Post-COVID Renaissance: Resets and Restarts for Resilience

The Historical Renaissance

The world has witnessed The Renaissance era, one which no one alive today witnessed but whose impact lives on. It followed the Middle Ages spanning the period 14th – 17th century. It was the bridge to modern civilisation. This era was characterised by a defining arc of Euro-centric rediscovery and rebirth of philosophy, politics, literature, art, economy, and culture. Great thinkers and scientists with unrivalled legerity of mind emerged in this era, laying a solid philosophical foundation for the first industrial revolution. The Renaissance geniuses included Leonardo da Vinci, Rene Descartes, Galileo,Nicolaus Copernicus, William Shakespeare, Michelangelo, among others. COVID-19 has given the current generations another renaissance moment, one that is exploring opportunities in the digital economy and the so-called Fourth Industrial Revolution. 

The New Renaissance

Any philosophical discourse against the backdrop of the century’s hitherto unchallenged disruptor which is the COVID-19 global pandemic distils key lessons for any listening ears. One would be excused for believing that the great discoveries made during The Renaissance marked the tipping point of human ingenuity. No! We now know that all this achievement was work in progress, setting records to be broken in an ever-expanding universe. A post-COVID renaissance will prove the truism that records are temporary, all set to be broken. Progressive and pragmatic work culture gets rejuvenated in a deep consciousness of the eternity of unfinished business. 

Excused the worst rage of the ravaging pandemic, could Africa witness an equivalent Afro-centric rediscovery for a post-COVID renaissance?

By September 8, 2020, Africa’s recovery rate had risen to 80% with a case fatality rate of 2.4%. This performance was better than the global average of 71% recovery rate and 3.3% case fatality rate. Africa had by this date registered 1.3 million cases against the global total of 27.5 million cases. With 4.7% of the global COVID-19 cases, Africa was by this date claiming only 3.5% of the global case fatalities and 5.3% of the global recoveries, still a sterling performance skewed in favour of Africa based on these reported cases. Kenya’s recovery rate was by this date 61% with a case fatality rate of 1.7%.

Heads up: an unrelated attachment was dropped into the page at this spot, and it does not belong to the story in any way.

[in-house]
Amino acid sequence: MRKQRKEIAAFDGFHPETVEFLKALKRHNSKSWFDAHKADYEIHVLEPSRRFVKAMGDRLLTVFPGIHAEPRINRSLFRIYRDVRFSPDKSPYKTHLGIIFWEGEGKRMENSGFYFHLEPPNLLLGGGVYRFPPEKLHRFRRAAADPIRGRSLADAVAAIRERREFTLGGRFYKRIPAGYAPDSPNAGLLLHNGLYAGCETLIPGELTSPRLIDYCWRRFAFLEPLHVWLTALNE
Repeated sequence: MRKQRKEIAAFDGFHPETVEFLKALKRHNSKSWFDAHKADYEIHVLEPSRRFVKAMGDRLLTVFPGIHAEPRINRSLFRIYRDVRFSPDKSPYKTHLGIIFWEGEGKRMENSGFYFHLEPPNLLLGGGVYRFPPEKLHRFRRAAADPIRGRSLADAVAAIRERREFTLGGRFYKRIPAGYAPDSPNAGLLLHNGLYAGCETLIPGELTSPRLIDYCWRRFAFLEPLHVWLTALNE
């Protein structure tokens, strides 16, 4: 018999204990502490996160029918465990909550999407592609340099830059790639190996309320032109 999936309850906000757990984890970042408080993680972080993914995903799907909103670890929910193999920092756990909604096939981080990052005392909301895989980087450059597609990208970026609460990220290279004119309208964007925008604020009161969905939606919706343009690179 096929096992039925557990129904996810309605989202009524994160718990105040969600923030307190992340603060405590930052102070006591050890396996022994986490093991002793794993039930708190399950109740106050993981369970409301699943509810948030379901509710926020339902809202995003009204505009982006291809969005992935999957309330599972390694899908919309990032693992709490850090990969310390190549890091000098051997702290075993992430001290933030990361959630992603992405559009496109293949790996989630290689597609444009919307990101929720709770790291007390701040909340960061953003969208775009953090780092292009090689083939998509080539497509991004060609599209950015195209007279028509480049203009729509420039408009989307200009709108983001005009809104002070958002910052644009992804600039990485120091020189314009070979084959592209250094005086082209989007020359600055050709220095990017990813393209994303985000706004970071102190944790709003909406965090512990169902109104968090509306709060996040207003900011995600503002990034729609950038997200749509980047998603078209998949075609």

The Liberating Silence

COVID-19 draws us to a point of stillness and silence for a reset and restart.  A silence dedicated to active listening is liberating, but a silence that quietly ignores lessons only feeds ignorance. When the whole story of the disruptive global pandemic which is COVID-19 will be fully told, great students of history will be the greatest beneficiaries of its lessons. The youth and the aged alike have got a huge opportunity to rethink the future of work, education, and leadership.

Valedictory IBD Message to the Youth

To understand the development and effects of COVID-19 is to understand countries and cooperation, digitalisation and distance learning, hospitals and hospitality, lives and livelihoods, markets and manufacturing, platform business models and pipeline business models, proactiveness and procrastination, production and politics, recovery and resilience, research and reinvention, safety and security, social discrimination and social distancing. To harness the full potential of a post-COVID renaissance, the IBD Series has an educative message for the youth, being the demographic favourably positioned to transform the world.